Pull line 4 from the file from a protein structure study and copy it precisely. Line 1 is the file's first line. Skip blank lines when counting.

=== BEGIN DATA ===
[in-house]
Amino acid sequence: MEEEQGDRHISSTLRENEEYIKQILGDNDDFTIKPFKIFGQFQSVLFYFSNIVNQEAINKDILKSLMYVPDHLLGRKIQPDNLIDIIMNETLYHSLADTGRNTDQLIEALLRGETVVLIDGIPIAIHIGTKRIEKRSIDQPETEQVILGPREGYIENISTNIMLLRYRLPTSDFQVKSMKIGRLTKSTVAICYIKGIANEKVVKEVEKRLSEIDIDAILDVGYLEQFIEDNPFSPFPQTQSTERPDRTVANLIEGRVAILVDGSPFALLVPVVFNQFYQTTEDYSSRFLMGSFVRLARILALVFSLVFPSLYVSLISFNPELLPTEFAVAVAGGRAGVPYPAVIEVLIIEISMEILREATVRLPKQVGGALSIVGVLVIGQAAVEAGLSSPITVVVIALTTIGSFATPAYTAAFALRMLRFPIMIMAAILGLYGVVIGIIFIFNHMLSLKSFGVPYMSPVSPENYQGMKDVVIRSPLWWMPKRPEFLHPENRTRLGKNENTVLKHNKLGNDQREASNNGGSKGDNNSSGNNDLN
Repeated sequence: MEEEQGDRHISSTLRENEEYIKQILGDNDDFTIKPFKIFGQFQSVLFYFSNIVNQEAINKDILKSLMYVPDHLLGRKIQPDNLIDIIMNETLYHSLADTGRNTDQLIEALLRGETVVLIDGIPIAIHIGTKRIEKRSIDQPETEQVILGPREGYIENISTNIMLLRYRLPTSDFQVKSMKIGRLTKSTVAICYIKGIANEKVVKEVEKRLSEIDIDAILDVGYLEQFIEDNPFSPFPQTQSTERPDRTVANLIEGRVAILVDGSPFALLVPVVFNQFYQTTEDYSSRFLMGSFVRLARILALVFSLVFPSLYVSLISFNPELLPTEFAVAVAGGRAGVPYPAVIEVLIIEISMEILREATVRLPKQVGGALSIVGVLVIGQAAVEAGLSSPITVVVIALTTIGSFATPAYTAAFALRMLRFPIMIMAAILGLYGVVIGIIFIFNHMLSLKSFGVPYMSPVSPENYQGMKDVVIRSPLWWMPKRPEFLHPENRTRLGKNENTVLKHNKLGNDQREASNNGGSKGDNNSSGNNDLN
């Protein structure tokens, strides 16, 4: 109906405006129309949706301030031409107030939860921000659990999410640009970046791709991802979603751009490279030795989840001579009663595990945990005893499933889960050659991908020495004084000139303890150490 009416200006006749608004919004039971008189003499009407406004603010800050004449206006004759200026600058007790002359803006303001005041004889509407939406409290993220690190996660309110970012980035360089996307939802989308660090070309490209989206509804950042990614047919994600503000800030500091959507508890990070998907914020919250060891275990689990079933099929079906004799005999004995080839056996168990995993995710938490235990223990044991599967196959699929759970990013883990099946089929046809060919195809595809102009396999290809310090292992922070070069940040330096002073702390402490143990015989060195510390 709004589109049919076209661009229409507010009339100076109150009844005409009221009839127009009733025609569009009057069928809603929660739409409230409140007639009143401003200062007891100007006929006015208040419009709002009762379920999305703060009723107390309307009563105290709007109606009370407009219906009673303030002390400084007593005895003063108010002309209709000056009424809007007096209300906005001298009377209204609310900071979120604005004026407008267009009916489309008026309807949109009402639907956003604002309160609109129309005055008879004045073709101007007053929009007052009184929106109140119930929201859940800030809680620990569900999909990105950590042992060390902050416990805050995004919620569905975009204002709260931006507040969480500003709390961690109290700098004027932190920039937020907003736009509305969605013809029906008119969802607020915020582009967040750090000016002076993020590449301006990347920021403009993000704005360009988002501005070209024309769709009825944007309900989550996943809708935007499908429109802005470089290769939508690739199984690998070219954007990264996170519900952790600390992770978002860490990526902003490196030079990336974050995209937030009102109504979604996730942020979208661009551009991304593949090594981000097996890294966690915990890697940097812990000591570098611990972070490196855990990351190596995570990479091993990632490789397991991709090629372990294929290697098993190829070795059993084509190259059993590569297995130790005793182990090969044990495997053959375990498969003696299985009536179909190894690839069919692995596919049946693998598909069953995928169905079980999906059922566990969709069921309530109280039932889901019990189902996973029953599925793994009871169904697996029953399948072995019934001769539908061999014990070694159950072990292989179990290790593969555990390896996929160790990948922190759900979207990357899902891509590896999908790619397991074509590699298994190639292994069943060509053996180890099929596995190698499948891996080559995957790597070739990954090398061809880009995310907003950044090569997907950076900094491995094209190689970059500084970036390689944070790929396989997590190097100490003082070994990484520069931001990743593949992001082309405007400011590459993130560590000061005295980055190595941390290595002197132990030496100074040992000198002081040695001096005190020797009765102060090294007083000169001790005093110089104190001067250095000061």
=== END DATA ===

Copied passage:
């Protein structure tokens, strides 16, 4: 109906405006129309949706301030031409107030939860921000659990999410640009970046791709991802979603751009490279030795989840001579009663595990945990005893499933889960050659991908020495004084000139303890150490 009416200006006749608004919004039971008189003499009407406004603010800050004449206006004759200026600058007790002359803006303001005041004889509407939406409290993220690190996660309110970012980035360089996307939802989308660090070309490209989206509804950042990614047919994600503000800030500091959507508890990070998907914020919250060891275990689990079933099929079906004799005999004995080839056996168990995993995710938490235990223990044991599967196959699929759970990013883990099946089929046809060919195809595809102009396999290809310090292992922070070069940040330096002073702390402490143990015989060195510390 709004589109049919076209661009229409507010009339100076109150009844005409009221009839127009009733025609569009009057069928809603929660739409409230409140007639009143401003200062007891100007006929006015208040419009709002009762379920999305703060009723107390309307009563105290709007109606009370407009219906009673303030002390400084007593005895003063108010002309209709000056009424809007007096209300906005001298009377209204609310900071979120604005004026407008267009009916489309008026309807949109009402639907956003604002309160609109129309005055008879004045073709101007007053929009007052009184929106109140119930929201859940800030809680620990569900999909990105950590042992060390902050416990805050995004919620569905975009204002709260931006507040969480500003709390961690109290700098004027932190920039937020907003736009509305969605013809029906008119969802607020915020582009967040750090000016002076993020590449301006990347920021403009993000704005360009988002501005070209024309769709009825944007309900989550996943809708935007499908429109802005470089290769939508690739199984690998070219954007990264996170519900952790600390992770978002860490990526902003490196030079990336974050995209937030009102109504979604996730942020979208661009551009991304593949090594981000097996890294966690915990890697940097812990000591570098611990972070490196855990990351190596995570990479091993990632490789397991991709090629372990294929290697098993190829070795059993084509190259059993590569297995130790005793182990090969044990495997053959375990498969003696299985009536179909190894690839069919692995596919049946693998598909069953995928169905079980999906059922566990969709069921309530109280039932889901019990189902996973029953599925793994009871169904697996029953399948072995019934001769539908061999014990070694159950072990292989179990290790593969555990390896996929160790990948922190759900979207990357899902891509590896999908790619397991074509590699298994190639292994069943060509053996180890099929596995190698499948891996080559995957790597070739990954090398061809880009995310907003950044090569997907950076900094491995094209190689970059500084970036390689944070790929396989997590190097100490003082070994990484520069931001990743593949992001082309405007400011590459993130560590000061005295980055190595941390290595002197132990030496100074040992000198002081040695001096005190020797009765102060090294007083000169001790005093110089104190001067250095000061």